Collins v. Riggs
Annotate this Case
81 U.S. 491 (1871)
U.S. Supreme Court
Collins v. Riggs, 81 U.S. 14 Wall. 491 491 (1871)
Collins v. Riggs
81 U.S. (14 Wall.) 491
To redeem property which has been sold under a mortgage (as is alleged, irregularly), it is not sufficient to tender the amount of the sale. The whole mortgage money must be tendered, or, if suit be brought, be paid into court.
In this case, Riggs had brought ejectment in the court below against Collins to recover a lot, one of the several ones mentioned in the preceding case as having been mortgaged by Russell
to the United States, and bought by Corcoran from the United States after the foreclosure by the government of their mortgage and the purchase in by them of all the several lots included in it. Riggs was the grantee of Corcoran.
The lot in controversy in this case, like that in controversy in the preceding case, had been conveyed previously to the mortgage, by a deed not put on record, to Breese.
On the trial, the defendant made the same objections to Riggs's title, that in the preceding case he had made to Morris', to-wit, that Breese, as grantee of Russell of the lot prior to the date of the mortgage to the United States, and so owner of the equity of redemption, had not been brought into the foreclosure suit, and assuming this to be true, the defendant inferred and assumed that the mortgage was still, therefore, in existence. He then offered to prove that during the pendency of the present suit in ejectment, he had tendered to Riggs the amount for which this particular lot now in controversy had been struck off at the marshal's sale, together with the taxes, interest, and costs, informing the plaintiff at the time of this tender that he, the defendant, was willing to treat him, the plaintiff, as the equitable assignee of so much of the mortgage as had been paid at the sale for the land in controversy and that he wished to redeem the said land, and that he, the defendant, made the tender for that purpose, which tender the plaintiff declined to receive, the defendant offering to prove further that the said sum of money was then paid into court as a tender to redeem the land in controversy from the mortgage.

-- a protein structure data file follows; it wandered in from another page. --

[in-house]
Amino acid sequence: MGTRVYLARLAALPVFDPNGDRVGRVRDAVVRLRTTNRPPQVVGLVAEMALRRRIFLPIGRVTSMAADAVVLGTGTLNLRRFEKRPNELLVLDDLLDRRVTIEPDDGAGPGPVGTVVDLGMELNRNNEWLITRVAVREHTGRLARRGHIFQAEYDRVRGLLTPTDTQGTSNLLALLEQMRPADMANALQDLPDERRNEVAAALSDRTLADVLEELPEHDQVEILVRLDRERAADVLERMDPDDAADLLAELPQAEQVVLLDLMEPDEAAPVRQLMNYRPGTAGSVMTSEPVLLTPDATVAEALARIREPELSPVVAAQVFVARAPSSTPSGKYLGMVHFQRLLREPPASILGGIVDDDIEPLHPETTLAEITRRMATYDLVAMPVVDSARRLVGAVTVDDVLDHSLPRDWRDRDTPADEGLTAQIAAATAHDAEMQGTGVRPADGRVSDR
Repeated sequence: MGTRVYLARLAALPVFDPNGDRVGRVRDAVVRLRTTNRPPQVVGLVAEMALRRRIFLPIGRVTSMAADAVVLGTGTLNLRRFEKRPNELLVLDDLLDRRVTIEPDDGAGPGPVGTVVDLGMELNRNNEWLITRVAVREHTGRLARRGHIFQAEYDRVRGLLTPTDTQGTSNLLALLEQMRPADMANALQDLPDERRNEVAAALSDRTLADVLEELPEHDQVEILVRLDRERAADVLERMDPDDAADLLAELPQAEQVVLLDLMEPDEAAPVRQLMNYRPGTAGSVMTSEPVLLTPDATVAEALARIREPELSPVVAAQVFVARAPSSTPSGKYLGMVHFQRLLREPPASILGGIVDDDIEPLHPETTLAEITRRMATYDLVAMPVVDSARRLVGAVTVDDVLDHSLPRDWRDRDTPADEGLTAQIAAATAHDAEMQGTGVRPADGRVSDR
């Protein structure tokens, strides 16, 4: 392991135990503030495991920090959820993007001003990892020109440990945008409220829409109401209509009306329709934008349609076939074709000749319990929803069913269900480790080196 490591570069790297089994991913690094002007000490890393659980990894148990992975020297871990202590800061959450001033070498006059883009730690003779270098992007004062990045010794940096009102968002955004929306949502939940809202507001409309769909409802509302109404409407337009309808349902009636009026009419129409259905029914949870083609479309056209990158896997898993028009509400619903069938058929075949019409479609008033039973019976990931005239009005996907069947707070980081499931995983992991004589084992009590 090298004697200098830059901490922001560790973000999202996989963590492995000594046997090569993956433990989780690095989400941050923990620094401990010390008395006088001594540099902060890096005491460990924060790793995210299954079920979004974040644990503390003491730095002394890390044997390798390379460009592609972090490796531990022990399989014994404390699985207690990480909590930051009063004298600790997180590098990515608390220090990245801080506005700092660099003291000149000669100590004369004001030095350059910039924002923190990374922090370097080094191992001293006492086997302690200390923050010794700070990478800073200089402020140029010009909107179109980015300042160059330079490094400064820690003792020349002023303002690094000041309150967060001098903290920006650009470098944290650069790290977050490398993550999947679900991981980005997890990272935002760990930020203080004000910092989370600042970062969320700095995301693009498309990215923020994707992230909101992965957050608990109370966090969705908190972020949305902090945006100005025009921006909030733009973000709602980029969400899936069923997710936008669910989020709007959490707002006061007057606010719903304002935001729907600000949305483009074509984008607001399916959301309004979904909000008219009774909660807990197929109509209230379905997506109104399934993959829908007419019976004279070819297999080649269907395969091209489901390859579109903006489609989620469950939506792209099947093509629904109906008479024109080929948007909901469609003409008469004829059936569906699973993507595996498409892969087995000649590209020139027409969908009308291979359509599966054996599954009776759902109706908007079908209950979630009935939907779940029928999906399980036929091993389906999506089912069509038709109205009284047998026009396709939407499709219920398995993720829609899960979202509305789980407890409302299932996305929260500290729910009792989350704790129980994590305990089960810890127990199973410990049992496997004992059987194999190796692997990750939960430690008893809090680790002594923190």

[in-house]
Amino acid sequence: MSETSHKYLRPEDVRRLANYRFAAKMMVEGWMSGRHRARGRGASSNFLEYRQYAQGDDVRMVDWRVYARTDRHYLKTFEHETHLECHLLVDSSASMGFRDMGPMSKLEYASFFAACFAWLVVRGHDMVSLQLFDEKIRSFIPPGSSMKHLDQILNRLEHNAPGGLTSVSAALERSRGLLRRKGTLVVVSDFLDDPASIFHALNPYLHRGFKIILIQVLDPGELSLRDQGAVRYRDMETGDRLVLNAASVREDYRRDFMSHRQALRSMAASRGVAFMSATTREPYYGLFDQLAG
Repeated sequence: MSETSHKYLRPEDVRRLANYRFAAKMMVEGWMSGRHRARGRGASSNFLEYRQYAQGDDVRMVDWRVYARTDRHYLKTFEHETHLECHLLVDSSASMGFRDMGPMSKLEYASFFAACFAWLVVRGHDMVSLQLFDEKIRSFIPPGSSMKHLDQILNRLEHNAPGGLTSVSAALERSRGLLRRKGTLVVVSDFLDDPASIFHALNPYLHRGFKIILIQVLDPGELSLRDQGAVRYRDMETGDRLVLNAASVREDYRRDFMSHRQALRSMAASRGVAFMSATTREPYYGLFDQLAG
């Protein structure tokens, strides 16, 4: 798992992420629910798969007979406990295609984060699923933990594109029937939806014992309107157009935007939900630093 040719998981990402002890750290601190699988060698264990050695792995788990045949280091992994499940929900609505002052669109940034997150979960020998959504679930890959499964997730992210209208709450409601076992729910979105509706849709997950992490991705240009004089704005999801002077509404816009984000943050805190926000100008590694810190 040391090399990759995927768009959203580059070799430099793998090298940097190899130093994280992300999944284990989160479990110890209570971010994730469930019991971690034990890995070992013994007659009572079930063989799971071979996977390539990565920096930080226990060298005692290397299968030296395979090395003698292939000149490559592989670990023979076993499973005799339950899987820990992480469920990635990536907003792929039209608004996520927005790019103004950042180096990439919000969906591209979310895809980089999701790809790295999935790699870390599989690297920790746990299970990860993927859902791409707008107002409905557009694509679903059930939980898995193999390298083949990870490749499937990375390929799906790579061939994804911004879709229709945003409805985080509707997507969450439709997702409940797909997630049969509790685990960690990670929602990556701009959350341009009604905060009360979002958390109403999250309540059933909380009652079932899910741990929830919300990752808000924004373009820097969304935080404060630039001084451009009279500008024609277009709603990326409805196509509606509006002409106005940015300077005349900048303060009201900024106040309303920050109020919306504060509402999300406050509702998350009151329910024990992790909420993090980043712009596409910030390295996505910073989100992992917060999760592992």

The court below decided simply that the evidence as presented was not competent or sufficient to constitute a defense to the action, but upon what ground this decision was made did not appear.